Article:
Enrico made the code (if the link doesn’t work search for his name on Research Gate) for his LU factorisation code over GF(2) available online under the GPL. This is an implement of the algorithm described by Anna and him in Fast matrix decomposition in F2 and for which they give timings in that paper (discussed a bit here). I had to fix some includes to make it compile on my box, but nothing major. I can also confirm the impressive performance of their software (I ran testRankComputation).

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How often can you revisit Polly Cracker before it gets silly?

We (with Pooya Farshim, Gottfried Herold, Ludovic Perret and Jean-Charles Faugère) updated our pre-print of the full version of the Polly Cracker paper. It is a major revision based on Gottfried’s corrections and critique.

An All-In-One Approach to Differential Cryptanalysis for Small Block Ciphers

a paper that I wrote with Gregor Leander is finally done, out and accepted for presentation at SAC.

We present a framework that unifies several standard differential techniques. This unified view allows us to consider many, potentially all, output differences for a given input difference and to combine the information derived from them in an optimal way. We then propose a new attack that implicitly mounts several standard, truncated, impossible, improbable and possible future variants of differential attacks in parallel and hence allows to significantly improve upon known differential attacks using the same input difference. To demonstrate the viability of our techniques, we apply them to KATAN-32. In particular, our attack allows us to break 115 rounds of KATAN-32, which is 37 rounds more than previous work. For this, our attack exploits the non-uniformity of the difference distribution after 91 rounds which is 20 rounds more than the previously best known differential characteristic. Since our results still cover less than 1/2 of the cipher, they further strengthen our confidence in KATAN-32’s resistance against differential attacks.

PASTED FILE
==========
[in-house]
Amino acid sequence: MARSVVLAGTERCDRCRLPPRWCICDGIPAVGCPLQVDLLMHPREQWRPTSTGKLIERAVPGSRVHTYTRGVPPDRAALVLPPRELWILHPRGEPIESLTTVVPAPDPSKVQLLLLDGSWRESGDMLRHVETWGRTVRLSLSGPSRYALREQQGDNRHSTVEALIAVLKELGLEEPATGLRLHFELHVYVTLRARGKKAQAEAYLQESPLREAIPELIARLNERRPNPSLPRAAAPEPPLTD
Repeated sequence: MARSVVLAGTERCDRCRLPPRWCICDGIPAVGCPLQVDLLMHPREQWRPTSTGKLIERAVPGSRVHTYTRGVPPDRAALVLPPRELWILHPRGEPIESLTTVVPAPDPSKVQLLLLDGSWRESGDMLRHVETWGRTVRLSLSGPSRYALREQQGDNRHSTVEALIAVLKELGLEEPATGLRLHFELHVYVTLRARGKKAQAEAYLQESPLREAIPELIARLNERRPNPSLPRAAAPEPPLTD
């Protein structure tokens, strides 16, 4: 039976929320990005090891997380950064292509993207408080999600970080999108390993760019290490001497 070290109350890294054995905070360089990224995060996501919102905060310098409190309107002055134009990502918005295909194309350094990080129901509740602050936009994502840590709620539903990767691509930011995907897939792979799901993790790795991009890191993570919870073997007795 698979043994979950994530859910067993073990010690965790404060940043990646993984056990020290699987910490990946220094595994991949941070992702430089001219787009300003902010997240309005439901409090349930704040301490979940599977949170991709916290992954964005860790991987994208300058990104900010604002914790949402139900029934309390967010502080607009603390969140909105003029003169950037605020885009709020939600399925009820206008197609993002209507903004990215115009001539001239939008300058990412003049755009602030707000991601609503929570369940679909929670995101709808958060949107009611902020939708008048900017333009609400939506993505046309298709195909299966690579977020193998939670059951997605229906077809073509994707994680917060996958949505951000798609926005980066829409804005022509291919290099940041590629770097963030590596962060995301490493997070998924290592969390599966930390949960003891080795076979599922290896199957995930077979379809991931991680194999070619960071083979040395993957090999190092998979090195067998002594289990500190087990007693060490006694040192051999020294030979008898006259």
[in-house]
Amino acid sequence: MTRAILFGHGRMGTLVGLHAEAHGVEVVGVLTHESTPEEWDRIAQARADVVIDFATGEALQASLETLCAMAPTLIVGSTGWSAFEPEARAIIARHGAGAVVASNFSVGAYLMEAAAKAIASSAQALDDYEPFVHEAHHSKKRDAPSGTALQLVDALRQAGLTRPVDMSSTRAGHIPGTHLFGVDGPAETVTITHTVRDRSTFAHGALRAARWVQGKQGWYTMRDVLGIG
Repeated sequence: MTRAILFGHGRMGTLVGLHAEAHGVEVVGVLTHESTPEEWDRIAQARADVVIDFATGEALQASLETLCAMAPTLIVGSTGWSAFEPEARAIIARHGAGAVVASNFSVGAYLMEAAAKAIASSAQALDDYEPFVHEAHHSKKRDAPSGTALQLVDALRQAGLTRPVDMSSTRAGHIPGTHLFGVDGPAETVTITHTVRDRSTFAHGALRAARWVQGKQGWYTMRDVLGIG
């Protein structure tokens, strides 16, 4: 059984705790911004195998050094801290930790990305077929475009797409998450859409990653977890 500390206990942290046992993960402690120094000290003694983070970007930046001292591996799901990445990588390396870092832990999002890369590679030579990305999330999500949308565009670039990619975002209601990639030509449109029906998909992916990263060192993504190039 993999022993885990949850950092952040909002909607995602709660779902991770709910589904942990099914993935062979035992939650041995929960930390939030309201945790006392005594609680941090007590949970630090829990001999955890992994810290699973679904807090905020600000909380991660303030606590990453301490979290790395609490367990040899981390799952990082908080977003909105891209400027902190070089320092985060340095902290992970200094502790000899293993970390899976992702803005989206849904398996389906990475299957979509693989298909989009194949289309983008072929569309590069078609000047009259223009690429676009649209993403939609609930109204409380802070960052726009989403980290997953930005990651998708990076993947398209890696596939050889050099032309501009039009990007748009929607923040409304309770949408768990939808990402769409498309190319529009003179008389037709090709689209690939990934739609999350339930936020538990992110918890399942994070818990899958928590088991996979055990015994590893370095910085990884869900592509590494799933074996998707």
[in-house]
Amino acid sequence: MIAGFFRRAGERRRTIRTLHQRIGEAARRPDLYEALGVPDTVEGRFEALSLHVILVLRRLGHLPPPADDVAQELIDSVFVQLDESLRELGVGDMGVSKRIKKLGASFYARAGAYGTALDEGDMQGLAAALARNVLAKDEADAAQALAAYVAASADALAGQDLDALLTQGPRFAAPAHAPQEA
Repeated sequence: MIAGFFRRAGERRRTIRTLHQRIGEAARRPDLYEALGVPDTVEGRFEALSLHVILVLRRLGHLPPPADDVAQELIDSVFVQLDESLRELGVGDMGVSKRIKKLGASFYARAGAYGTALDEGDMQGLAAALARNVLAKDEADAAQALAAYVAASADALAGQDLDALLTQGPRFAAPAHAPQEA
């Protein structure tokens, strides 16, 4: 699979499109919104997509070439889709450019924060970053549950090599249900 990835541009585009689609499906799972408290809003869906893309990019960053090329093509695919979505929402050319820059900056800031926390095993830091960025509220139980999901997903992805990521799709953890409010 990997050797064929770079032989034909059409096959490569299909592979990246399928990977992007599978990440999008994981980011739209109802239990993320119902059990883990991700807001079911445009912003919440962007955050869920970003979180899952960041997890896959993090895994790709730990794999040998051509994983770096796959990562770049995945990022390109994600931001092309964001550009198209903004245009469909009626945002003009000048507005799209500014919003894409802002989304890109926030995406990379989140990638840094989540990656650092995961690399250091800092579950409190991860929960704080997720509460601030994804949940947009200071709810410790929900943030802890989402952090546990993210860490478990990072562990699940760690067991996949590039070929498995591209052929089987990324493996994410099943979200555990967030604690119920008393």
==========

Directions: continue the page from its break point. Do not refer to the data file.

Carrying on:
Rank-profile revealing Gaussian elimination and the CUP matrix decomposition

by Claude-Pierre Jeannerod, Clément Pernet, Arne Storjohann is now available on the archive. I like this paper a lot and we also referenced it in both the M4RI elimination paper and the M4RIE paper so three cheers that it’s now available.

Abstract: Transforming a matrix over a field to echelon form, or decomposing the matrix as a product of structured matrices that reveal the rank profile, is a fundamental building block of computational exact linear algebra. This paper surveys the well known variations of such decompositions and transformations that have been proposed in the literature. We present an algorithm to compute the CUP decomposition of a matrix, adapted from the LSP algorithm of Ibarra, Moran and Hui (1982), and show reductions from the other most common Gaussian elimination based matrix transformations and decompositions to the CUP decomposition. We discuss the advantages of the CUP algorithm over other existing algorithms by studying time and space complexities: the asymptotic time complexity is rank sensitive, and comparing the constants of the leading terms, the algorithms for computing matrix invariants based on the CUP decomposition are always at least as good except in one case. We also show that the CUP algorithm, as well as the computation of other invariants such as transformation to reduced column echelon form using the CUP algorithm, all work in place, allowing for example to compute the inverse of a matrix on the same storage as the input matrix.